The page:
Public Domain Jam: What Public Domain Work Would You Want To See Turned Into a Video Game?
The future is a remix of the past.
Many creations build upon the old & familiar to make them new & unique. Games especially. That's why we need to have a stronger public domain, a stronger creative commons, for the artists of tomorrow to learn from the artists of yesterday.
- Nicky Case, Public Domain Jam
For a one week time period (May 17th - 24th), game developers have been invited to participate in the Public Domain Game Jam and create games based on any form of public domain work. Pick a character, choose a tale, tell a story. Anything in the public domain is fair game. Anyone can tell whatever story they want to in whatever style they want to. Expect to see a lot of stories and genres smashing into each other head-first in this cultural crucible.
War of the Worlds as a stealth game? Hells yes.
The Odyssey as a role-playing game? Scylla is charging an attack.
Huck Finn as an arcade fighting game? Dibs on Tom Sawyer.
Hell, the jam website even suggests a Les Miserables bullet-hell shoot-em-up game. I think we would all love to play that.
Tired of the same-old zombie games?
About a month ago, Australian game developer Gritfish got fed up with all the zombie and Cthulhu games in the indie scene and announced the Public Domain Jam. There are so many great characters and stories in the public domain, but only a handful are regularly used by game developers. Hopefully, this jam will get devs to think outside the box.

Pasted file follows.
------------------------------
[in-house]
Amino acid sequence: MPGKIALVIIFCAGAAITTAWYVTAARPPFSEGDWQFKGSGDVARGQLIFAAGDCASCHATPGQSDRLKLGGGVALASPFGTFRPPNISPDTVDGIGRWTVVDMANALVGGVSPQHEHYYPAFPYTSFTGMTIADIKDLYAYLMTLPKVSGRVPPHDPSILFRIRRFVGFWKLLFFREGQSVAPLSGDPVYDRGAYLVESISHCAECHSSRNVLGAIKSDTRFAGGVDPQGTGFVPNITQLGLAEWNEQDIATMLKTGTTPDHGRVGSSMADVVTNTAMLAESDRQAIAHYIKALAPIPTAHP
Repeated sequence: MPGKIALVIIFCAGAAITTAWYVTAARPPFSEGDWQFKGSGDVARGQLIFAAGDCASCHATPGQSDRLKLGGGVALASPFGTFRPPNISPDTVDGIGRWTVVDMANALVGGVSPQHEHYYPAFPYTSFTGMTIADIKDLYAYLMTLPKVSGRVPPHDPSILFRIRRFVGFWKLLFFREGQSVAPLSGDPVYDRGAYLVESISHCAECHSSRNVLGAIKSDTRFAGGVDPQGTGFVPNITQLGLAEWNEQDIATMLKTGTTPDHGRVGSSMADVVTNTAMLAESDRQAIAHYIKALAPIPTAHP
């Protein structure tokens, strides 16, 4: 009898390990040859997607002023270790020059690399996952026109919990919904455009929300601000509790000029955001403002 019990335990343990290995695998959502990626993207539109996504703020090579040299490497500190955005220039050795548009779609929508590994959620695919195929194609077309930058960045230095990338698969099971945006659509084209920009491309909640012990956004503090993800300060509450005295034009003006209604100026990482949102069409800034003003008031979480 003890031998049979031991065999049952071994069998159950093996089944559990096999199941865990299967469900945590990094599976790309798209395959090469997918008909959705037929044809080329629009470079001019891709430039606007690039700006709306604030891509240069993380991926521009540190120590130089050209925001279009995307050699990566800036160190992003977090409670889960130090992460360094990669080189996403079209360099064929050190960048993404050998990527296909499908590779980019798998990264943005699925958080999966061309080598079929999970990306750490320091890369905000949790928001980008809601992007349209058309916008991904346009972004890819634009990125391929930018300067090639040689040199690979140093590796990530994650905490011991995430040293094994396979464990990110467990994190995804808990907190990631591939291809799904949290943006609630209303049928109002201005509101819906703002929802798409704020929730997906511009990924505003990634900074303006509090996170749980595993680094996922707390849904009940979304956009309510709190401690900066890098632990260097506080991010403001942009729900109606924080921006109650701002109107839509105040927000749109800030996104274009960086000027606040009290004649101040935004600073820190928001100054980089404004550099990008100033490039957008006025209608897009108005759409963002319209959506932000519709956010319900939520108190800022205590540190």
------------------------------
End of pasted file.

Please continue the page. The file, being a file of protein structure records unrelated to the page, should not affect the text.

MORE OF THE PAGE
On the Public Domain Jam website, Gritfish explains his frustration: "a lot of people who make games aren't aware of just how many good stories they're carrying around with them."
Now, making games with public domain works is all fine and dandy, but what if the games made were also public domain? If a developer submits a game using a Creative Commons Zero (CC Zero) waiver, they can also submit their source code and assets to be used and remixed. Nicky Case, sponsor of the jam (and creator of the video at the top of this article), has donated an impressive $1000 prize to be awarded for the highest-rated CC Zero game.
The jam is open to anyone and everyone who can make a game and submissions will be rated based on the following categories:
- Staying true to the source material
- Most innovative use of the source material
- Use of the bonus theme: Paper
The games will be submitted via the jam page and anyone is free to submit. There are a few rules, however, so make sure to check them out before making a game. The jam ends and judging begins on May 24th. Judging will end on June 7th. Find out more on the website.
If you could make a game out of any public domain work, what would you pick? Let us know in the comments.